Tuesday, March 15, 2016

The Artist and Insecurity

post by Michelle Griep
I chatted briefly with one of my authorly buddies the other day. She's in the throes of writing book #5 and is currently battling the demon of Sweet Mercy! Who do I think I am? I can't write a book. I don't know what I'm doing. Gah! Stop the ride; I want to get off!

To which I echo a hearty, "Amen! Preach it, sistah."

Does that freak you out? You're in good company. It surprises a lot of people to discover writers deal with insecurity no matter how many books they've got on Amazon's shelves. Yes, even bonafide big-name-topping-the-NY-Times-Bestseller-List kinds of authors struggle with self-doubt. Such is the nature of creating art. But there are a few tips I've learned over the years to lessen the sometimes paralyzing impact when lack of confidence hits.

Top 3 Ways to Beat Insecurity

#1. Gag the voice in your head.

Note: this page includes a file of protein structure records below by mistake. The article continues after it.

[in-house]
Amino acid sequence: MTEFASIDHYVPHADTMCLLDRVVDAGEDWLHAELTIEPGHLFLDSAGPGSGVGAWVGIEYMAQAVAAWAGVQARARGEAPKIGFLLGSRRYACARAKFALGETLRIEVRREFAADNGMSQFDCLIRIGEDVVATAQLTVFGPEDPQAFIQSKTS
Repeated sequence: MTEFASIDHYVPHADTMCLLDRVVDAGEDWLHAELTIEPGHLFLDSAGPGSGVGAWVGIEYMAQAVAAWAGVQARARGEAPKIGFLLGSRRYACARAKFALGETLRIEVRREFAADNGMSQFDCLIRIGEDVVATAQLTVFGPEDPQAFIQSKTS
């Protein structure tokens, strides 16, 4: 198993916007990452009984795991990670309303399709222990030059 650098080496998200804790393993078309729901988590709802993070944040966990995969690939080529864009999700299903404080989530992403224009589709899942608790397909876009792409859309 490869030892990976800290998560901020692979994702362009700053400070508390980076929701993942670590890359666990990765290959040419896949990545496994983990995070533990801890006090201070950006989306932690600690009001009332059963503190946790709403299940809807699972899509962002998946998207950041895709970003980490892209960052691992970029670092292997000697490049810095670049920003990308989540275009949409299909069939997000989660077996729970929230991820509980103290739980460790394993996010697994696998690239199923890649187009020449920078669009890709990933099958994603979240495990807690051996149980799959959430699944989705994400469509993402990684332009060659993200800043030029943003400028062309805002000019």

There are enough haters in the world saying nasty things about your art. You can't do much about that, but you can do something about the voice in your head trash talking your abilities. Shut up the negative comments that you give yourself. Be mindful of your thoughts. Keep the "Can Do" and ditch the "Loser" phrases when referring to yourself.

#2. Stop the comparison game.
You create art like you do because . . . well . . . you are you. You are not Steinbeck. You're not Grisham. And that's fantastic because we already have books written by them. The world needs more of your art, created like only you can create.

#3. Surround yourself with cheerleaders.
If some people suck the creative juices out of your bone marrow, here's a little tip . . . don't hang out with them. Stay with your tribe of people who "get" your art. Not that you shouldn't listen to criticism, even from one of your natives. I'm just saying everyone needs a cheerleader now and then to survive this world of naysayers.

These are the three ways I hold insecurity at bay, but I do have a little disclaimer: a teensy smattering of insecurity is good. It keeps you humble. It keeps you reaching for a more purified and fresh way to present your art. Just be careful you don't wallow in it.

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